About this Research Topic
In this Research Topic we want to set the stage for significant advances in all aspects of phytolith research. Phytoliths are deposits of amorphous silica in higher plants. Deposition takes place in a variety of organs, from roots and stems, to leaves and inflorescences, and in a variety of biochemical environments within the cells of these organs, including cell walls and the cell lumen. The deposition of silica in phytoliths is significant in providing structural integrity for some plant species and may also be involved in the regulation of transpiration. Silica makes plant material less palatable, and is therefore important in defences against grazers and pathogens. Understanding of the uptake of silica from the soil and its transport through the plant has markedly increased in the last ten years, but we still have a relatively poor understanding of the processes affecting silica deposition in plant cells, and how this impacts phytolith composition, solubility, and longevity.
Phytolith analysis is now a popular technique in palaeoecological and archaeological investigations. Phytoliths can tell us much about past environments and agriculture, what animals and people ate and more. Considerable progress has been made on phytolith taxonomy with the development of the International Code for Phytolith Nomenclature 1.0 (version 2.0 is in progress). A combination of image analysis techniques and statistics has enabled plant species identification in some cases from only a few phytoliths. Studies on the chemical and isotopic composition of phytoliths, and how this is determined by the deposition environment, could potentially provide additional information on the environmental context and Si cycling.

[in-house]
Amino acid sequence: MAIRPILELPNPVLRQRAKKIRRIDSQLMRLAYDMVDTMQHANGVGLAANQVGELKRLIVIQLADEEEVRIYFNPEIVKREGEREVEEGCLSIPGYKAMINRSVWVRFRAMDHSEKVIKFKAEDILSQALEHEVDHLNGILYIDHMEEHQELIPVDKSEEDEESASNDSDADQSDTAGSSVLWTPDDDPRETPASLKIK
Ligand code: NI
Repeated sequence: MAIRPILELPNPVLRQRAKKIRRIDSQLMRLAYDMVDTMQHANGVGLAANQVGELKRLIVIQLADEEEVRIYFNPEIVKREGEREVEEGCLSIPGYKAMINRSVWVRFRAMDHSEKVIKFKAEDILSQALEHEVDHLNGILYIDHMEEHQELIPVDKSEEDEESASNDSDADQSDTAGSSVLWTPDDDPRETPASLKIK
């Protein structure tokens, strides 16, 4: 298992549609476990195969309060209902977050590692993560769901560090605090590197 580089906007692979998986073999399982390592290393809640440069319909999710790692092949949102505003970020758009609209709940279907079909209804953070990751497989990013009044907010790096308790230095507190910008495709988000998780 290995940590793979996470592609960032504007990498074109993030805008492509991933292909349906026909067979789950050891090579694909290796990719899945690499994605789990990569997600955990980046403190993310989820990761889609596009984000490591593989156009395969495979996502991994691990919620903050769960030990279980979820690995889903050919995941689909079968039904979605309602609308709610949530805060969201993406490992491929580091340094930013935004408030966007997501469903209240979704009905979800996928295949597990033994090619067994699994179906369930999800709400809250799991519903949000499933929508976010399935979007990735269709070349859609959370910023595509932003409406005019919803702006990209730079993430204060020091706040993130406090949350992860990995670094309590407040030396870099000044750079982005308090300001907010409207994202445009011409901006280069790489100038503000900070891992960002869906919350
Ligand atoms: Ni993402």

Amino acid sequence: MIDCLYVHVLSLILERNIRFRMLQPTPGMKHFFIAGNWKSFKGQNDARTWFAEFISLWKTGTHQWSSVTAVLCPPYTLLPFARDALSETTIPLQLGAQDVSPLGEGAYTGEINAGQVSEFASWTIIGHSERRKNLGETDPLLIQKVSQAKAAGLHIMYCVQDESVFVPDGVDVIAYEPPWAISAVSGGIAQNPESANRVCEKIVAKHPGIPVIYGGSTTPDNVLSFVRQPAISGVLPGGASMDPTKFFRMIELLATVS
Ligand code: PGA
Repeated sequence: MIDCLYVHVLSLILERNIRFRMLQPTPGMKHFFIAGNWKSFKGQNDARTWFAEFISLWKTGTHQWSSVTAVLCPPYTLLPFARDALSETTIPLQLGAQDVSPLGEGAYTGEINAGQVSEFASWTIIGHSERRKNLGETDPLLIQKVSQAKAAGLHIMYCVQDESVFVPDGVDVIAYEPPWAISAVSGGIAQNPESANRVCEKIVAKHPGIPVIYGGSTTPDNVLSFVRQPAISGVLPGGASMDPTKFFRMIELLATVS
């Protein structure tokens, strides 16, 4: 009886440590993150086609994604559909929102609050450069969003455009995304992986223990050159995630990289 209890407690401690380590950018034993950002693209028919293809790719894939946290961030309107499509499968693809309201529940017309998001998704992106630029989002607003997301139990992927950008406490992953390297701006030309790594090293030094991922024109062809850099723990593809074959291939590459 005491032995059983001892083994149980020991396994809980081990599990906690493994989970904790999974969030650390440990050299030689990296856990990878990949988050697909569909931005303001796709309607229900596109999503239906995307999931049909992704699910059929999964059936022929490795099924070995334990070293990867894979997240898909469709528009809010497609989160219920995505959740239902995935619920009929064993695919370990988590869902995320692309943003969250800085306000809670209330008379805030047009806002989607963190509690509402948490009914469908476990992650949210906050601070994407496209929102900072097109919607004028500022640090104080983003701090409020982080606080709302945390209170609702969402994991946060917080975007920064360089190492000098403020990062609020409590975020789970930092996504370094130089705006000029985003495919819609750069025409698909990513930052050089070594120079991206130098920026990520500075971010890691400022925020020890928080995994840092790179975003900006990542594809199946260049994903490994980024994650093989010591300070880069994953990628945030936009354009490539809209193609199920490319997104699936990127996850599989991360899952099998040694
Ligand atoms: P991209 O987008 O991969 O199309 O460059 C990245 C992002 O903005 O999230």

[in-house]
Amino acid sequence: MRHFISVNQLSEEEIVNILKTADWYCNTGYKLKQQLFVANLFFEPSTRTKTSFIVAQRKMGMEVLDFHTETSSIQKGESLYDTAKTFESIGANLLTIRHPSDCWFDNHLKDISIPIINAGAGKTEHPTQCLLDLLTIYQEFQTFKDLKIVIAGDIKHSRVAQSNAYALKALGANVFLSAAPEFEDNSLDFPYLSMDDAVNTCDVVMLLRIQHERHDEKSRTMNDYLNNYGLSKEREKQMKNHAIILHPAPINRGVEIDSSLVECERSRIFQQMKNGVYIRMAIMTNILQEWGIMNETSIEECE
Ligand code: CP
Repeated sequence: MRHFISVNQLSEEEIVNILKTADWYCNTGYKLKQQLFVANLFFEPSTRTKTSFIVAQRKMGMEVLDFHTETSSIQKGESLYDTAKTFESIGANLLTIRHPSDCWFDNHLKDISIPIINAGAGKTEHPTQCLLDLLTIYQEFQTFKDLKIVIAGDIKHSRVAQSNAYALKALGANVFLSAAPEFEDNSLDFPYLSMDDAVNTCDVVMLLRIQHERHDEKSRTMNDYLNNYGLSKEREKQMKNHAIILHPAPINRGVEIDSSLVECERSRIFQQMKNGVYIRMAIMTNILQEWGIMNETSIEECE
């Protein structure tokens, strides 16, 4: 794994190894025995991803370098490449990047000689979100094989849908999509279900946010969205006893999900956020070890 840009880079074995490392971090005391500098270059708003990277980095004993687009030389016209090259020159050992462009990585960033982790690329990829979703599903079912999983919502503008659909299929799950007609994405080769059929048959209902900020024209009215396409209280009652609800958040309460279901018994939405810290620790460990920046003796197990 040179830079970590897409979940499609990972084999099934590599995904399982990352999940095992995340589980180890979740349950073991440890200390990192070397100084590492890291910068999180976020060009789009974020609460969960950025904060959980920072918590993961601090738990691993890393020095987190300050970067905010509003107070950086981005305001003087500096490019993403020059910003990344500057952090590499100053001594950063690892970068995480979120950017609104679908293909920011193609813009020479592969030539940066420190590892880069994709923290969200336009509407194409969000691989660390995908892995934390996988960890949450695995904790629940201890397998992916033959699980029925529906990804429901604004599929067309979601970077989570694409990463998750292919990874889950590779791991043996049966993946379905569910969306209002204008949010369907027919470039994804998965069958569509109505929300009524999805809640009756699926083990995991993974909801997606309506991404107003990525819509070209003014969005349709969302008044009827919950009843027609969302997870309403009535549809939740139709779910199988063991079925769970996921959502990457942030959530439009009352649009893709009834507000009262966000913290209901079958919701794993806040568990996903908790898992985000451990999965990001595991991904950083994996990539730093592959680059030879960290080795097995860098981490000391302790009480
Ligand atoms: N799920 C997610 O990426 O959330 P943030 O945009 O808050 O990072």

This brings us to the role of phytoliths in the terrestrial biogeochemical cycles of silicon and carbon. In both natural and agricultural contexts, phytoliths are a key source of soluble silicon in the soil, much more so than aluminosilicates. Rice husks, which are rich in deposited silica in the form of phytoliths, are often used as a fertilizer in rice paddies. Continuous harvesting of cereal shoot material and not returning it to the land may decrease the amount of soluble silicon available for plant uptake with possible deleterious effects on plant growth. Carbon sequestration in phytoliths has become an important research topic in the last few years. There is still some controversy over the amount of carbon that is sequestered by phytoliths in soil, but there is ample reason to believe that this could be significant, and that it may have an important role in combatting global warming.
Frontiers in Phytolith Research will consider all aspects of phytolith research, from the molecular mechanisms of phytolith formation in the plant to their importance in terrestrial biogeochemical silicon cycle and carbon sequestration. The aim will be to draw together top quality research from across the complete range of phytolith studies, and to take advantage of cross-listing by involving a number of Frontiers journals. We will thereby assemble a collection of papers that will showcase the very best of phytolith research, and foster interdisciplinary thinking.
Keywords: Phytolith, Silica, Silicon, Plant
Important Note: All contributions to this Research Topic must be within the scope of the section and journal to which they are submitted, as defined in their mission statements. Frontiers reserves the right to guide an out-of-scope manuscript to a more suitable section or journal at any stage of peer review.